In her first novel in poems, award-winning author Gayle Brandeis gives voice to the hundreds of girls and women killed by Countess Erzsébet Báthory of Hungary between 1585 and 1609. The ghosts of these girls and women speak in chorus, compelling us to bear witness to the violence enacted against them and to share their quest for justice—not only for themselves but for all girls and women to come. A lyrical, polyphonic protest against silence, Many Restless Concerns speaks to today’s upswell of voices claiming their own worth.
Erin Khar: Your book is unusual in that it is a novel in poems. Tell me a little bit about how you decided to present the story in this way.
Gayle Brandeis: I find that writing projects will tell me their form (although it can take several drafts before that form reveals itself).
When I started this project, I thought I was just going to write a small series or cycle of persona poems, but the ghosts of these girls and women kept whispering to me, and I realized they demanded a larger story.
I started out writing lineated poems, and then at some point, revised them all into prose poems, and finally realized the book wanted to be a hybrid of the two and went through several drafts until the balance felt right.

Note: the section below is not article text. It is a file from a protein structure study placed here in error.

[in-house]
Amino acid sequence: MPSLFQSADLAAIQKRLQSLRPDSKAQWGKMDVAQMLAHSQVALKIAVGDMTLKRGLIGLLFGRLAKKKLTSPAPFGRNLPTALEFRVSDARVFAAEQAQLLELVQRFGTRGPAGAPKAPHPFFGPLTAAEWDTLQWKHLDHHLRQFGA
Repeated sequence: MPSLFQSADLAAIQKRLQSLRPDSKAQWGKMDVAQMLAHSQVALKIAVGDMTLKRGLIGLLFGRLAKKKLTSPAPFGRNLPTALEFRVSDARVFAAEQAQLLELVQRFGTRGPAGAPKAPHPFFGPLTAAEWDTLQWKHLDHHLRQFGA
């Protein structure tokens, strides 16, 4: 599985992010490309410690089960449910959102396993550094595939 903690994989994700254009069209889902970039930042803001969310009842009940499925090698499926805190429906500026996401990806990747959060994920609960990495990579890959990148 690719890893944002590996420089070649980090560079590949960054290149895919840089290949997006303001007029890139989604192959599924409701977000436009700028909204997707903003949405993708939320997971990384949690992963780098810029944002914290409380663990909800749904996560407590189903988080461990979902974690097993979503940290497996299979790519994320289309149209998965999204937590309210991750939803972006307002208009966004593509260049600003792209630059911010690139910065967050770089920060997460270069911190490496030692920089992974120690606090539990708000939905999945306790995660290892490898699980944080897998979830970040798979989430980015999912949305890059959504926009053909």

EK: In what ways did the current cultural climate and the #metoo movement inform the storytelling in your book?
GB: I started writing the book in 2009, prior to the #metoo movement, and issues of the day didn’t enter my thoughts or process at the time; I just wanted to break a centuries-long silence. I set the project aside because I was pregnant then, and reading and writing about torture and murder while new life was growing inside me became too hard to stomach.
Then my mom took her own life when the baby was a week old, and every other writing project fell away as I focused on a memoir about her suicide and our relationship, trying to make sense of all of it. Once I finished writing The Art of Misdiagnosis, I felt so lost as a writer—it was the hardest and most necessary book I’d ever written. I didn’t know how any other writing project could ever feel as meaningful.